V. Packenham, The Big House in Ireland, London, 2000, p. 25, illustrated.
N. Figgins and B. Rooney, Irish Paintings in the National Gallery of Ireland, I, Dublin, 2001, p. 456.
W. Laffan (ed.), The Sublime and the Beautiful: Irish Art 1700-1830, exhibition catalogue, Pyms Gallery, London, 2001, p. 47.
A. Crookshank and D. Fitzgerald, Ireland's Painters, 1600-1940, New Haven and London, 2002, p. 69.
T. Barnard, Making the Grand Figure: Lives and Possessions in Ireland, 1641-1770, New Haven and London, 2004, p. 70, fig. 17.
F. O’Kane, Landscape Design in Eighteenth- Century Ireland, Mixing Foreign Trees with the Natives, Cork, 2004, pp. 92-4, fig. 49.
W. Laffan, Thomas Roberts: Landscape and Patronage in Eighteenth-century Ireland, Dublin, 2009, pp. 272-3, fig. 225.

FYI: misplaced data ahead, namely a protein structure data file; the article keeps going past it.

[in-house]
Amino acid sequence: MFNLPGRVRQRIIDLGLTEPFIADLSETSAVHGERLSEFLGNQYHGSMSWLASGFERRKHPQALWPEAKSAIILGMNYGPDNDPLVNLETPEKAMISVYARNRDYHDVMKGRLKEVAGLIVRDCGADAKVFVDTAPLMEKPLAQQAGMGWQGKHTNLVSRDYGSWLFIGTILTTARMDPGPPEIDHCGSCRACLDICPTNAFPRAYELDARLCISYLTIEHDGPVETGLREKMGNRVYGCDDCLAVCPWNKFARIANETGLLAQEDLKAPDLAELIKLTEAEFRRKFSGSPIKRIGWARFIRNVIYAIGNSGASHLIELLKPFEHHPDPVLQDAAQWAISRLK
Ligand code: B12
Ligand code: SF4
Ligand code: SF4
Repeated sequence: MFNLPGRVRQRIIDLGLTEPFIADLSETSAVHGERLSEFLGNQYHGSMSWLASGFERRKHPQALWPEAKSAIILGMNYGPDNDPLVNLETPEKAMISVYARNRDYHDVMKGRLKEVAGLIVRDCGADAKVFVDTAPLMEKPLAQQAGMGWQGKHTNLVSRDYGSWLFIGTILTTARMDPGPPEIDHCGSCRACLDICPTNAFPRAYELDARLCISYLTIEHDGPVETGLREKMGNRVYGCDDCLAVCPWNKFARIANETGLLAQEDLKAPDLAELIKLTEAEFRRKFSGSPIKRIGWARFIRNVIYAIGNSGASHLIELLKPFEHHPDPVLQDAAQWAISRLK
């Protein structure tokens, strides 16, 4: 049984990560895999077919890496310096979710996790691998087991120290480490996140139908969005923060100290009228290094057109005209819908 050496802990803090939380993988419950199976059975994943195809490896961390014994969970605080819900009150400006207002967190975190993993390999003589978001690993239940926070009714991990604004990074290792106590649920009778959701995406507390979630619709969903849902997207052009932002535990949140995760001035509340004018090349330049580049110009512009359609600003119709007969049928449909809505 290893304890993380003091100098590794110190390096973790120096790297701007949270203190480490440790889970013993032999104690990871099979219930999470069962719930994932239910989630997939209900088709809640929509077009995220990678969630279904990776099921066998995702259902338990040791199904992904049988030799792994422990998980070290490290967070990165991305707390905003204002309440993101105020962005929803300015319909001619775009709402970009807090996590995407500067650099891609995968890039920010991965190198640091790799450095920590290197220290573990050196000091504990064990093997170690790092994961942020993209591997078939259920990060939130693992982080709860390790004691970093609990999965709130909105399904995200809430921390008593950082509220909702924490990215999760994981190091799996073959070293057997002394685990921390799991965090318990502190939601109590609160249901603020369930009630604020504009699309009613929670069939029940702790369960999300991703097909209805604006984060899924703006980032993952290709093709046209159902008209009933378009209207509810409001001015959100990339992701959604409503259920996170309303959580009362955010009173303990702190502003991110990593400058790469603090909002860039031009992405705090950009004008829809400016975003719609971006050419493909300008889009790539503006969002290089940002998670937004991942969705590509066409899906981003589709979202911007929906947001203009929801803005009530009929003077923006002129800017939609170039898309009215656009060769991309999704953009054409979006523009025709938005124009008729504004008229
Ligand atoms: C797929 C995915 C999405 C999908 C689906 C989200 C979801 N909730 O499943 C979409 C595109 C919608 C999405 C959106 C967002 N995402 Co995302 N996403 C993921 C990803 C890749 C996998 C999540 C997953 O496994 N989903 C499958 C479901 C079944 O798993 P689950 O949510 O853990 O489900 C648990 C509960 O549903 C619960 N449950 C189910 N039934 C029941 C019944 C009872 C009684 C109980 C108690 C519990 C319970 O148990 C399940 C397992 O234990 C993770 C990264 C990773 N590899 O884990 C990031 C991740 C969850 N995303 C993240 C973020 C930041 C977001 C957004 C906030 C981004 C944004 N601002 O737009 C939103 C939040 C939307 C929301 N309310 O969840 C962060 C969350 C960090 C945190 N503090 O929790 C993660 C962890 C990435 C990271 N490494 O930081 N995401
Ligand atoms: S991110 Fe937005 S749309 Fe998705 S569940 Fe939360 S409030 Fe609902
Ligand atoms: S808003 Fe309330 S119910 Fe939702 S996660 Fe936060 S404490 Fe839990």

W. Laffan, 'Landscape Painting in Ireland 1600- 1900', Art and Architecture in Ireland, II, Dublin, New Haven and London, 2014, pp. 71-2, fig. 7. P.
McCarthy, Life in the Country House in Georgian Ireland, New Haven and London, 2016, p. 14, fig. 11.
Belfast, Ulster Museum; and Dublin, Municipal Gallery of Modern Art, Irish Houses and Landscapes, 27 June-22 September 1963, no. 26, as ‘Attributed to Johann van der Hagen’, lent by Lord Brocket.

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Lot Essay

This magnificent bird’s-eye view shows Carton and its demesne before the house was re-cast as a grand Palladian mansion by the architect Richard Castle for the 19th Earl of Kildare, from 1739, and its gardens and demesne transformed to reflect mid eighteenth-century taste.